4 Ways To Enjoy the Holidays Despite Dysfunctional Family Dynamics

For many of us, going home for the holidays often means returning to less-than-perfect family situations: too many fathers are missing from the table, and old family tensions and pain always seem to boil over onto the surface before the food is even on the plates.

On the recent long drive home from the first holiday visit with my dysfunctional family in years, I thought about balancing protecting myself and my kids while allowing us to have quality time with their relatives.

Limiting contact with my family was a difficult decision for me, something I am still coming to terms with. I know there are many just like me who struggle to maintain their relationships with their family. Continuing family drama can often make you feel like you are being sucked back into a black hole that you’ve worked so hard to crawl out of.

So, what can we do to help make our holidays a success? Here are a few things I have learned over the years that have helped me through the holidays:

1. Do what’s best for the family you are building.  If you choose not to go home because things in your family are just too unhealthy, don’t feel guilty. Sometimes, what’s happening in your family can threaten the stability of the family you are creating with your spouse (or simply your own if you’re single). In those cases, staying home and waiting for a later time when you may be able to have a successful visit is best.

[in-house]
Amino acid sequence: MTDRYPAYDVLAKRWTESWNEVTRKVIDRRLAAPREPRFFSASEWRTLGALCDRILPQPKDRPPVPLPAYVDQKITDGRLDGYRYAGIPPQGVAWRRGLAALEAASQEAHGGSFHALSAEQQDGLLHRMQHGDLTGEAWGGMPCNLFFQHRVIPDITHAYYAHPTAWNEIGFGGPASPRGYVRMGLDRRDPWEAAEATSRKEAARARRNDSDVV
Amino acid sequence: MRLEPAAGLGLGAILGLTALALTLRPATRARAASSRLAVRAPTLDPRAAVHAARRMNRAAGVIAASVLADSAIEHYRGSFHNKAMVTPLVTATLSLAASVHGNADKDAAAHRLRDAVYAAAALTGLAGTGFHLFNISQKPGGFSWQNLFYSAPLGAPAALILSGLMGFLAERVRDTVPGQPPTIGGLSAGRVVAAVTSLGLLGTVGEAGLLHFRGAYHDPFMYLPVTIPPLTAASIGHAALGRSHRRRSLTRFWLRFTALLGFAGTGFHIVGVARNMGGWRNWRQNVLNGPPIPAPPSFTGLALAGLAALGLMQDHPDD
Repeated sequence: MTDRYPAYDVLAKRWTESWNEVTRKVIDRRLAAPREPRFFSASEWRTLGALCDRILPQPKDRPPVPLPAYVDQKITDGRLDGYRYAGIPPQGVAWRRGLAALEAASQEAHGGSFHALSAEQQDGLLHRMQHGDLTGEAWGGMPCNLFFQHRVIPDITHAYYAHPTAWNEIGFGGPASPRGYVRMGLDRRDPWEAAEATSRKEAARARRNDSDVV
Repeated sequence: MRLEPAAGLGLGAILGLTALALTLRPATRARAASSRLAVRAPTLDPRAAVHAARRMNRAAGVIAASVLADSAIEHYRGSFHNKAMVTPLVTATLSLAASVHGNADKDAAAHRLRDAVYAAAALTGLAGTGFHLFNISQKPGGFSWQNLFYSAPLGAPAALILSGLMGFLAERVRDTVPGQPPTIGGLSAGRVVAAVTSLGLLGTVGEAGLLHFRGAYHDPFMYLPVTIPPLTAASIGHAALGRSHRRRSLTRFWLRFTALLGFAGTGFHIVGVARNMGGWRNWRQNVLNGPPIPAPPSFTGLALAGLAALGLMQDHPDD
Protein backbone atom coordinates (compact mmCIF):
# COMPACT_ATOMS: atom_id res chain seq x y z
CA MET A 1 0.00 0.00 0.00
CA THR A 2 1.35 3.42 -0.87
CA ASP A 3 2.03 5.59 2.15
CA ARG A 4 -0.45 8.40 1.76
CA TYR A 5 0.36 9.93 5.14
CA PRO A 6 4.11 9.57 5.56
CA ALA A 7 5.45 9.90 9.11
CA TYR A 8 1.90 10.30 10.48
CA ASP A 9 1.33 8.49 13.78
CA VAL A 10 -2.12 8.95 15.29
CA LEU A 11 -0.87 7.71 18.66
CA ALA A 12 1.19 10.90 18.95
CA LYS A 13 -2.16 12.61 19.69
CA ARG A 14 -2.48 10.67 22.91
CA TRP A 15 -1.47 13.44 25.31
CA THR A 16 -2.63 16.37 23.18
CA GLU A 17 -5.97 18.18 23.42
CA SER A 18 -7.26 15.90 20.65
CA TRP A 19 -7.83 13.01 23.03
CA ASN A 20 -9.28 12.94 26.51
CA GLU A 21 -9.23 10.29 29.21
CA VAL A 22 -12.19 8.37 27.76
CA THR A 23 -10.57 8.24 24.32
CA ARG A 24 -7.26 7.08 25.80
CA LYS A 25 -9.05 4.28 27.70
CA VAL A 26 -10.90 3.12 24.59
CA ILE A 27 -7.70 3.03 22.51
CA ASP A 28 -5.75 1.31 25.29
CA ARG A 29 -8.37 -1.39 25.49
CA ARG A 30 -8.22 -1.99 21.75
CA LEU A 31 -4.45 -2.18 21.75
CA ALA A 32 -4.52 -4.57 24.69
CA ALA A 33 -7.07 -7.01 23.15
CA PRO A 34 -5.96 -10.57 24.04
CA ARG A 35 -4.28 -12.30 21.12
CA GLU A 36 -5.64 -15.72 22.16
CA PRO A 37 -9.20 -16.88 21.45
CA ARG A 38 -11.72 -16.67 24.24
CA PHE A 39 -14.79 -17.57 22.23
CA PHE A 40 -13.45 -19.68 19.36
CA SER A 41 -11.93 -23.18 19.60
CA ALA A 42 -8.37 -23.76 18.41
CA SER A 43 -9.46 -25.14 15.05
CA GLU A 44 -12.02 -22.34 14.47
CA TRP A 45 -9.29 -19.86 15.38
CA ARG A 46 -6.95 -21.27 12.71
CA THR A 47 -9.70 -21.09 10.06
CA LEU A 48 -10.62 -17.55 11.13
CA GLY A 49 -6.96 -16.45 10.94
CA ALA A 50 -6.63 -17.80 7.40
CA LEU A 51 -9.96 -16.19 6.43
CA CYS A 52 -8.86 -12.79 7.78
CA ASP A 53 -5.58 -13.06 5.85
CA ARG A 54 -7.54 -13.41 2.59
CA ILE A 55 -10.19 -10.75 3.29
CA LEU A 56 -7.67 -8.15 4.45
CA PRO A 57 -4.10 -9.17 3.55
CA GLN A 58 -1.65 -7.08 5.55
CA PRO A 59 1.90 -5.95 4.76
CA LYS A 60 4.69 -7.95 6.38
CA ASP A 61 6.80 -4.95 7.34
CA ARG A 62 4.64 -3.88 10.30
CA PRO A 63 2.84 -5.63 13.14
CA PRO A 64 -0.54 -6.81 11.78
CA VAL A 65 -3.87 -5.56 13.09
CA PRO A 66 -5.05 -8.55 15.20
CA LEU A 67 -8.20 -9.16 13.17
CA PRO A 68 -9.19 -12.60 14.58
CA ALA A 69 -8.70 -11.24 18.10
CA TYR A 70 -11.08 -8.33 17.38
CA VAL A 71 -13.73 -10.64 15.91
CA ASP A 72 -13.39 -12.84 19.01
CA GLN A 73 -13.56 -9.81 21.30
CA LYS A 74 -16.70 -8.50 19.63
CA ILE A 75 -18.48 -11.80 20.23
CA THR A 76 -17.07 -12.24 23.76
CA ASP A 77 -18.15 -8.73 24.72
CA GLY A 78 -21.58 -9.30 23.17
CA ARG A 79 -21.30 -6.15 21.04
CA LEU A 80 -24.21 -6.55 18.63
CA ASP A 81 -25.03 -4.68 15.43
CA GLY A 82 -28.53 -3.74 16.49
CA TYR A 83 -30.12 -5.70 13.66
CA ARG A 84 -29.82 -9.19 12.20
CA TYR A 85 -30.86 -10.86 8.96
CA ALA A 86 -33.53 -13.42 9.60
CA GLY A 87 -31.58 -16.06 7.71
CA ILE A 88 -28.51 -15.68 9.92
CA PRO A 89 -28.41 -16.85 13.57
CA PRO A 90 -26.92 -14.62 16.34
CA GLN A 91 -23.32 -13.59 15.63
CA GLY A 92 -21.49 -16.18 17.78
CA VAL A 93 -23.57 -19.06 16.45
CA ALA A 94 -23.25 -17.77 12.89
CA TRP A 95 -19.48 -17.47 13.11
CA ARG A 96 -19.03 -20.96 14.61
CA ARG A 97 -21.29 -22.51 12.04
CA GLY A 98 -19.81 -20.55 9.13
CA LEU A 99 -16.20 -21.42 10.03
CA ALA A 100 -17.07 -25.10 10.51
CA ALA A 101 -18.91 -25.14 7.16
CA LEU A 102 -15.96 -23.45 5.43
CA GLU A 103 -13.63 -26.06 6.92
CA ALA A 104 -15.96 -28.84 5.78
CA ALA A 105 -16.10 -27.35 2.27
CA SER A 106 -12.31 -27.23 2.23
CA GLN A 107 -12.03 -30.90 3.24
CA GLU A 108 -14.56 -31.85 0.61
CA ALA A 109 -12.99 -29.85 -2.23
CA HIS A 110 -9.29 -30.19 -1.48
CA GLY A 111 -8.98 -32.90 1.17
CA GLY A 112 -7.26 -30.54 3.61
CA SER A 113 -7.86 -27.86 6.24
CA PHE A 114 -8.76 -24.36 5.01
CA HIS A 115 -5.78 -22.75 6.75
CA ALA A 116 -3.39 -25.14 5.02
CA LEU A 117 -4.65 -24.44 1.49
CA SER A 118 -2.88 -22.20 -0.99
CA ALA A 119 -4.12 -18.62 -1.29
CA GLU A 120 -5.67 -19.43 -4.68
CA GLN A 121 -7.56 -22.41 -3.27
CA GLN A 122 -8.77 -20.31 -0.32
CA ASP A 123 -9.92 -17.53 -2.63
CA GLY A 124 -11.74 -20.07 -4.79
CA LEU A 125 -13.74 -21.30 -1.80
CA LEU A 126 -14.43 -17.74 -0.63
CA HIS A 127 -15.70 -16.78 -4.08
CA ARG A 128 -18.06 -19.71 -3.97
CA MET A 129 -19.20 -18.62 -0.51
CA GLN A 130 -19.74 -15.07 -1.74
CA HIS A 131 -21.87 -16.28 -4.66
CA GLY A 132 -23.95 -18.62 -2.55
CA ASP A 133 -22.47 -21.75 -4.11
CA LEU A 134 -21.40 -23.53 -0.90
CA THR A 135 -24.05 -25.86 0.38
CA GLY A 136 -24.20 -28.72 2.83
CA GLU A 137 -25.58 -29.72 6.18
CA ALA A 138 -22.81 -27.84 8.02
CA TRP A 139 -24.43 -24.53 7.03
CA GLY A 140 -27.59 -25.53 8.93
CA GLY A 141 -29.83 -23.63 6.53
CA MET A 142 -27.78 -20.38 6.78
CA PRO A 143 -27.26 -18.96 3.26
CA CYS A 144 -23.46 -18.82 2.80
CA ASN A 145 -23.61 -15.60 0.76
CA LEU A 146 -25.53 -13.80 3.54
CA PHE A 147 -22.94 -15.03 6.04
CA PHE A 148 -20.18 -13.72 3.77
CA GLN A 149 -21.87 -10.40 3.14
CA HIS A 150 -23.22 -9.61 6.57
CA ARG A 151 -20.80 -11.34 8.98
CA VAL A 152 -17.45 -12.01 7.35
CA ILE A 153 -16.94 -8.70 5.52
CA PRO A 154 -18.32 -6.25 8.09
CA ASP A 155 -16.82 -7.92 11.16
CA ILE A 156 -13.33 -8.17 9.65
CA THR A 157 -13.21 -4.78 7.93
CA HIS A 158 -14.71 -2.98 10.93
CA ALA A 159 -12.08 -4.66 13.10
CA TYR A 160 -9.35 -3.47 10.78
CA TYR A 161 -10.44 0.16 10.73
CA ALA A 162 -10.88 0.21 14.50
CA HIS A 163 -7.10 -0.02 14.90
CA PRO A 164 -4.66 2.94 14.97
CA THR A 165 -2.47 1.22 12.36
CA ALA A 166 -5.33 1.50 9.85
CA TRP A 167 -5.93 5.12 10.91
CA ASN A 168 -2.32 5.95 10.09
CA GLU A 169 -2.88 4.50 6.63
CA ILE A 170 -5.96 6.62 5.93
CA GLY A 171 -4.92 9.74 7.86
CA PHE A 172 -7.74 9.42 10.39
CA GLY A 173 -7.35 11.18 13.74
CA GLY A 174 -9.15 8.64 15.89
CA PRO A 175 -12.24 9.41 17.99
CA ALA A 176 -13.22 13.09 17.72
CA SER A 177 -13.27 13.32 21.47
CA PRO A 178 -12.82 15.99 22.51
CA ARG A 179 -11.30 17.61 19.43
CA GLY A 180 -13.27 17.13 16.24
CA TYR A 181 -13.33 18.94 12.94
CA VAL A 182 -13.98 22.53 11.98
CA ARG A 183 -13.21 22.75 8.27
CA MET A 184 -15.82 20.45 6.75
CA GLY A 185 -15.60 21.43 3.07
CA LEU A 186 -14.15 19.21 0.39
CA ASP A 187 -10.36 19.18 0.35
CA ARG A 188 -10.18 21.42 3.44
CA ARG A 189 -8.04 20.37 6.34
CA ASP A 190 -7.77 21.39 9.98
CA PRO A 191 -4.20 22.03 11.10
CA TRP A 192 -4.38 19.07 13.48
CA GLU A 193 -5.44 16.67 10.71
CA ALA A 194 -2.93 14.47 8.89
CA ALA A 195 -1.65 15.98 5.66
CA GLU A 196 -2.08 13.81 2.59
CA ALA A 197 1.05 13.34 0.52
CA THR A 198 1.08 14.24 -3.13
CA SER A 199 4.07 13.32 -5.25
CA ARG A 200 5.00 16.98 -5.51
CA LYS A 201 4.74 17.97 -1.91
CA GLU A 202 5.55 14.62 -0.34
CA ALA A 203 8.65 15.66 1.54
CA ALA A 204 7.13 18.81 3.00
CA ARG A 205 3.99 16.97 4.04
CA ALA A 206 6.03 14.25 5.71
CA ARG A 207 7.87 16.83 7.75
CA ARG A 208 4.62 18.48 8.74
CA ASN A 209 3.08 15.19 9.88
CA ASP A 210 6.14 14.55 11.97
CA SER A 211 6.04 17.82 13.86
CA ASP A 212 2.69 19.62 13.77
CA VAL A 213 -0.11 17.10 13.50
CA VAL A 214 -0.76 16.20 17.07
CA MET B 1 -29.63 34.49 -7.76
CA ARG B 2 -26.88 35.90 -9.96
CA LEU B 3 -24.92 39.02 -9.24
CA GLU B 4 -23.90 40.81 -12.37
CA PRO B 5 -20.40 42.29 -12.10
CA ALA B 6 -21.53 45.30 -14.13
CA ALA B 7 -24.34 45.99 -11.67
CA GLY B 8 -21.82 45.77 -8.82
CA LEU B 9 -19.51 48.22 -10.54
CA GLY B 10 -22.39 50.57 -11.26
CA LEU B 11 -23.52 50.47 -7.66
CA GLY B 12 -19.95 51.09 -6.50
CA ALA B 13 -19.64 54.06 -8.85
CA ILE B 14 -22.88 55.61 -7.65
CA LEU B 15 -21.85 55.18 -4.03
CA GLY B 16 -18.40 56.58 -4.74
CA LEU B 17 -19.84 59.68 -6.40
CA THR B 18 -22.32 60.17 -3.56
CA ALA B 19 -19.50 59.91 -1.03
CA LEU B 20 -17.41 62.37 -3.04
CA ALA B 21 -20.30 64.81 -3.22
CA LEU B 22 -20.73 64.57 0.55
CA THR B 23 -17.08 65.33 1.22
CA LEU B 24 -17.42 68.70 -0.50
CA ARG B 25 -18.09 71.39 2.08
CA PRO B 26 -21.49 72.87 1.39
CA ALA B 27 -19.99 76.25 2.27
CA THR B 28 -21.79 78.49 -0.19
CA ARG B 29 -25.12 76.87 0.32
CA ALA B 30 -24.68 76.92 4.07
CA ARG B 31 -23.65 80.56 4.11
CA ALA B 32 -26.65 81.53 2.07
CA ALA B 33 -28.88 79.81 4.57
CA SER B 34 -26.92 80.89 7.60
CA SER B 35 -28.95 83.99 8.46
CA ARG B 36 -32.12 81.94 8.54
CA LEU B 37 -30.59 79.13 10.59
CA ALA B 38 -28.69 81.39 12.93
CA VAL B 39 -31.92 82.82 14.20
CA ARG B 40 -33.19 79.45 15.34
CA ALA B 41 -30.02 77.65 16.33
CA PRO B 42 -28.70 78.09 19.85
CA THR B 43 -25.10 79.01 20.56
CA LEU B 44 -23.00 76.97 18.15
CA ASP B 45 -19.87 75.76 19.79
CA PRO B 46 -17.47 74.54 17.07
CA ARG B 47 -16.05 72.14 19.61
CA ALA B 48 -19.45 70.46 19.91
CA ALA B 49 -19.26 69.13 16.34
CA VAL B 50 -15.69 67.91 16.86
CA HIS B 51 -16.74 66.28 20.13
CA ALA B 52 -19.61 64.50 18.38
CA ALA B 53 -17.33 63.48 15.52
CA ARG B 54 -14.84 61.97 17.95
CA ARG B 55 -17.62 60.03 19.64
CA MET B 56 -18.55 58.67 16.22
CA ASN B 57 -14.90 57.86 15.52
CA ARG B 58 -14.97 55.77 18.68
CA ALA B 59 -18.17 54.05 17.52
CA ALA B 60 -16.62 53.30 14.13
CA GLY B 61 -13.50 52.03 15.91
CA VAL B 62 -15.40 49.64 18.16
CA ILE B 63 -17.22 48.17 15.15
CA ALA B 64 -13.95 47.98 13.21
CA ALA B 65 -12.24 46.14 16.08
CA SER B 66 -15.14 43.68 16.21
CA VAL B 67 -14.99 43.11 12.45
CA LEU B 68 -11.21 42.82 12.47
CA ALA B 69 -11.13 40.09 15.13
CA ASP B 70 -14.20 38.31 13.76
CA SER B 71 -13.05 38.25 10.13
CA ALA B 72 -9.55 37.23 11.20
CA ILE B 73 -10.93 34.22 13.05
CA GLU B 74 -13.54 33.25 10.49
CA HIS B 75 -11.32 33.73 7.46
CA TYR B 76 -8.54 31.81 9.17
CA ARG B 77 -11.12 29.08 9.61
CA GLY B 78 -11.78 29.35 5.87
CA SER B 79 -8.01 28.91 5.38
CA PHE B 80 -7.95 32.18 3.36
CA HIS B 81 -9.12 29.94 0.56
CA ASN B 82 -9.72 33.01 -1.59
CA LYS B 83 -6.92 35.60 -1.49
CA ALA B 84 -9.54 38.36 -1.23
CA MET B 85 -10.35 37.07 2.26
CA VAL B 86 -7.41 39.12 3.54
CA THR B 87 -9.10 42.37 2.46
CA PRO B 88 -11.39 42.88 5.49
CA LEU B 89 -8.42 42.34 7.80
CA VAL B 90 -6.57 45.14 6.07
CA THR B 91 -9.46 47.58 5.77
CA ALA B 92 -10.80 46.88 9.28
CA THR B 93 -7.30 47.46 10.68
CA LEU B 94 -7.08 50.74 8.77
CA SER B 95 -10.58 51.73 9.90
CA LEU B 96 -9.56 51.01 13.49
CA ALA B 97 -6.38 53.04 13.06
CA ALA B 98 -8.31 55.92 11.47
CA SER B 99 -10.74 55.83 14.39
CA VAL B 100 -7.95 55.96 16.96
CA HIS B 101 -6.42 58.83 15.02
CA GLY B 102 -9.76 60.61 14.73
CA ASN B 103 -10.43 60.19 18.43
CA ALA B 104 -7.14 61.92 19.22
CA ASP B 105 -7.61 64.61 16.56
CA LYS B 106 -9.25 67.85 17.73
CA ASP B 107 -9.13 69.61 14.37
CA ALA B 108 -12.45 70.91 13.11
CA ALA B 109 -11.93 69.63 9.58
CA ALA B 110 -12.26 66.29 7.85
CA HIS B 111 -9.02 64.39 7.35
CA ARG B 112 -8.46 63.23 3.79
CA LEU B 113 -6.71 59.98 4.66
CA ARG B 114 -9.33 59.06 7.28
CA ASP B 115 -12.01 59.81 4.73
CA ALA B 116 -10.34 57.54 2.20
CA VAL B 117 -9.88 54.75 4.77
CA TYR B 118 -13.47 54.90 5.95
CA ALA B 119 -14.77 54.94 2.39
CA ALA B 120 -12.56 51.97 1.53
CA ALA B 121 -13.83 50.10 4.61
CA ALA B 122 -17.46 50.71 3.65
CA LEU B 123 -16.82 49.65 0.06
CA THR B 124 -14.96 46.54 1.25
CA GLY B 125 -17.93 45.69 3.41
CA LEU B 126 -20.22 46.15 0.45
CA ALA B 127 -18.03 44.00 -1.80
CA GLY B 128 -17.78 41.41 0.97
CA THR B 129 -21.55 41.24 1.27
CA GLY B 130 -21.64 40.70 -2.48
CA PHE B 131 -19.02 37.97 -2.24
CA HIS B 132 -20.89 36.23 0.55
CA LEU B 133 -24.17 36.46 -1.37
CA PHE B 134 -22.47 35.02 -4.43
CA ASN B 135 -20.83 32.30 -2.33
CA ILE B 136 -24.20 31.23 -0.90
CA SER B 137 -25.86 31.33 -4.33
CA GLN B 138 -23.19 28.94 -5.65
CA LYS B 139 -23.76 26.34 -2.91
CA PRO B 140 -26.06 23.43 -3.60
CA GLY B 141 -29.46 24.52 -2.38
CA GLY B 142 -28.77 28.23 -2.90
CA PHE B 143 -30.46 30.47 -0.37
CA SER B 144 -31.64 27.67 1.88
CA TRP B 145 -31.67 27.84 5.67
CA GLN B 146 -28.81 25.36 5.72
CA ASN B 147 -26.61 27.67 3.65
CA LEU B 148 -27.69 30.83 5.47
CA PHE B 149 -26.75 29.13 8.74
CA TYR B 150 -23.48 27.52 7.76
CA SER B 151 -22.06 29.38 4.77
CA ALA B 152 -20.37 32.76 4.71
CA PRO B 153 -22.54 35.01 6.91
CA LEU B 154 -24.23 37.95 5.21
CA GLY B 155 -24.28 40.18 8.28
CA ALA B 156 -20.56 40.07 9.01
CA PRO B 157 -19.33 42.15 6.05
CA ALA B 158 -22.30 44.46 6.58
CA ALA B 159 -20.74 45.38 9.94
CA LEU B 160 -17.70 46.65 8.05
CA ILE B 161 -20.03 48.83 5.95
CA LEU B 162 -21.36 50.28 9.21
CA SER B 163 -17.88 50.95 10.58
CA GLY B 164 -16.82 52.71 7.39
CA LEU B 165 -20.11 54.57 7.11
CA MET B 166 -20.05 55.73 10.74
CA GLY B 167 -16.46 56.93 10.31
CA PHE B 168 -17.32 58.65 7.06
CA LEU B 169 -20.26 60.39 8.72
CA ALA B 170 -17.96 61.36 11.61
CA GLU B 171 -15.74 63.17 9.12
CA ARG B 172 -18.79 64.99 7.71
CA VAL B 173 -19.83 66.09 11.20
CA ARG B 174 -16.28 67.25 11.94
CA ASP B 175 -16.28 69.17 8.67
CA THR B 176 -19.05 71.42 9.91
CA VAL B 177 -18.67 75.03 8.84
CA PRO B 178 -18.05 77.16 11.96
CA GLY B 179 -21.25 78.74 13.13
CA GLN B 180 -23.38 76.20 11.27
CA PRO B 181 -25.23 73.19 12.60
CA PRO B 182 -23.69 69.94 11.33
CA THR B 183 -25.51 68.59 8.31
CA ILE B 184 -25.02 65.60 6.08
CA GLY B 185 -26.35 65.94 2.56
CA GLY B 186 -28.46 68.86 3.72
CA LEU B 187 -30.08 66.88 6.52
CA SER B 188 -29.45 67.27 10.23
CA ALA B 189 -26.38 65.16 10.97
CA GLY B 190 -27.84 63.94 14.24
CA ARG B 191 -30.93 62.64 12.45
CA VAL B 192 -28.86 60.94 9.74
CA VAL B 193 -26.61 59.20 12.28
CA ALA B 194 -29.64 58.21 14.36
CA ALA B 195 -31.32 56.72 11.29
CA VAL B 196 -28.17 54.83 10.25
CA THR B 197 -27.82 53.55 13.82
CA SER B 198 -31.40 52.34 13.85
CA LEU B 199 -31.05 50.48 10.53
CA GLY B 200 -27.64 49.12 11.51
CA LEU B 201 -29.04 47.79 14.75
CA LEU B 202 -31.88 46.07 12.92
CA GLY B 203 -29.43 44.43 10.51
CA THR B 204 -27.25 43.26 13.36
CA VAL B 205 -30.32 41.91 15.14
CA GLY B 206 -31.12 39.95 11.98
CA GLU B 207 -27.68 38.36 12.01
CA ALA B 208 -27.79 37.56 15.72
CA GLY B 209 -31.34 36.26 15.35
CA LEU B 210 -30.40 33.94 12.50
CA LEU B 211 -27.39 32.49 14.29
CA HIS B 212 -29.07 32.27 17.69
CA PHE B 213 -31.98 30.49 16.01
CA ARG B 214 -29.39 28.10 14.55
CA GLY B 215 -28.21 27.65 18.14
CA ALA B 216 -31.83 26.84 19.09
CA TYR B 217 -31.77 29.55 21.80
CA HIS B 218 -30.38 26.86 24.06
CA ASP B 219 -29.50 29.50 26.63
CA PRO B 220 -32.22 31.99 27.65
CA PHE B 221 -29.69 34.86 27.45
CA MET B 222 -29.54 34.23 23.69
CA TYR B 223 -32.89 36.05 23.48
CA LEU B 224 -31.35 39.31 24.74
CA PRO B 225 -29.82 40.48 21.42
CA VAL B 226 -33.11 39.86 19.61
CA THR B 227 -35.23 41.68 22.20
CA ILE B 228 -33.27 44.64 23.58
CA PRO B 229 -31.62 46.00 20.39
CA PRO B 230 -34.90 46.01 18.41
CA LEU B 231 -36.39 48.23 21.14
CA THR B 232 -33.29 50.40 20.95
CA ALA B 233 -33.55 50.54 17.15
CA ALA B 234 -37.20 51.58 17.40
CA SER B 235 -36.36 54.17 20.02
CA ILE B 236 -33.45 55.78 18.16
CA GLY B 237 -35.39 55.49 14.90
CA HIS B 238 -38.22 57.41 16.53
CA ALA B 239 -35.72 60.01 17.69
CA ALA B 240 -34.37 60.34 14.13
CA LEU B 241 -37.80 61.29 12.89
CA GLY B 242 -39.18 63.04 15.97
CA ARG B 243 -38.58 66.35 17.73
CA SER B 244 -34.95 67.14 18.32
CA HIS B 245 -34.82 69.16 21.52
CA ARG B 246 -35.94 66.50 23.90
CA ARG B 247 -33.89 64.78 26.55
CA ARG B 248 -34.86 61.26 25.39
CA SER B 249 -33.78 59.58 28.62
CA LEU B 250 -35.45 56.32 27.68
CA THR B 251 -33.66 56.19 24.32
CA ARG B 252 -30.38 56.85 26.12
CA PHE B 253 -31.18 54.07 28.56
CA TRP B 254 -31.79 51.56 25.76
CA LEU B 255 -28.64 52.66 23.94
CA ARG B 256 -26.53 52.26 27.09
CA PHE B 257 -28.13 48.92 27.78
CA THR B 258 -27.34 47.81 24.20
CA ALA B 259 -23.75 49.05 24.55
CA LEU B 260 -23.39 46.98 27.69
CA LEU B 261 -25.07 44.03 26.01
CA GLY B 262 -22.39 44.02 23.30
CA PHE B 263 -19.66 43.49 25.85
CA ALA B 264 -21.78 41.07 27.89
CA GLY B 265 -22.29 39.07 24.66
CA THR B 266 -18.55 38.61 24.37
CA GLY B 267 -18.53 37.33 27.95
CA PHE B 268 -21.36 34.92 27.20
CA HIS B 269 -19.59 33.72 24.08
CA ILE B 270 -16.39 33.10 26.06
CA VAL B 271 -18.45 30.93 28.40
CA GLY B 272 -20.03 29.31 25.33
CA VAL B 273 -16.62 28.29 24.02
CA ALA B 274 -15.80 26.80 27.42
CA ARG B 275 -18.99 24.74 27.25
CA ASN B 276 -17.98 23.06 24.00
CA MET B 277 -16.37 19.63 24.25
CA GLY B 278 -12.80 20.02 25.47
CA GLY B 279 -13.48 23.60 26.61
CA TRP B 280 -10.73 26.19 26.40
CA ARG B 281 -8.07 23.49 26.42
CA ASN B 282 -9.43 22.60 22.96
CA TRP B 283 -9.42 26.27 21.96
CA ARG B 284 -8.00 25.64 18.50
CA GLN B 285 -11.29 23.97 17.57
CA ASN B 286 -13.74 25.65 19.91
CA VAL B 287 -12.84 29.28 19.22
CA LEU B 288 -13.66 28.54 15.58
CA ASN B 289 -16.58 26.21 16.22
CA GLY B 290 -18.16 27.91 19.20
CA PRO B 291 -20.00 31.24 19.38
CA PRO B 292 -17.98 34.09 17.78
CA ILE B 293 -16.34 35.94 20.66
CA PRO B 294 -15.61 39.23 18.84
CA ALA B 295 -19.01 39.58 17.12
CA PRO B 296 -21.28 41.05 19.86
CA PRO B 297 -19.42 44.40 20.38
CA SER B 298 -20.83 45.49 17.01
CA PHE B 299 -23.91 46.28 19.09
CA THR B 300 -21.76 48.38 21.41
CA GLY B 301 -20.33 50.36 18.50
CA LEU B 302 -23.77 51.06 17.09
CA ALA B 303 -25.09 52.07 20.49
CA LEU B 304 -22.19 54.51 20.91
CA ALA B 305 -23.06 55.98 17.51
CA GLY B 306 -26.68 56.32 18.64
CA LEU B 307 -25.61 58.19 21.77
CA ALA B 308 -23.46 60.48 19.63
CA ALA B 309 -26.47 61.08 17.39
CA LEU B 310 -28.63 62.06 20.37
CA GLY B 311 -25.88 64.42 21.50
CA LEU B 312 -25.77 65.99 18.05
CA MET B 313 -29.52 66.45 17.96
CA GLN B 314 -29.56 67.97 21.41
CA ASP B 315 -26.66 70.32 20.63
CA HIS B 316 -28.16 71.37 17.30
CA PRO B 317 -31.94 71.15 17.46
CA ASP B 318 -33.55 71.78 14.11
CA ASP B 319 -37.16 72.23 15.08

2. Be sure your family knows and agrees to your “house” rules, if you decide to open your home to them. In our home, no drinking, no drugs, and as little family drama (if possible), even if this means limiting phone calls from distant family members who might disrupt our time with the family who is there.

3. Be sure you have a way to leave if you need to if you do choose to go home. Consider staying with friends or in a hotel, if possible. This allows you more control over how long you stay, and what your children might be exposed to in the middle of the night. Be sure you have a car or plan a ride home with someone you trust to get you.

4. Take your spouse with you (or a friend if you’re not married) when you visit. Having another trusted adult along who “has your back” and knows your anxieties about the visit can help a lot.


Remember that your imperfect family, with all their flaws, is still your family and that generational ties matter. Even if you can’t have a relationship with that family member right now, consider leaving the door the open for the future, if you can, for when and if that person gets healthy. Spending even limited time with grandparents, aunts, uncles, siblings, and cousins, if possible, is important for your children and for you, so make it happen when you can.

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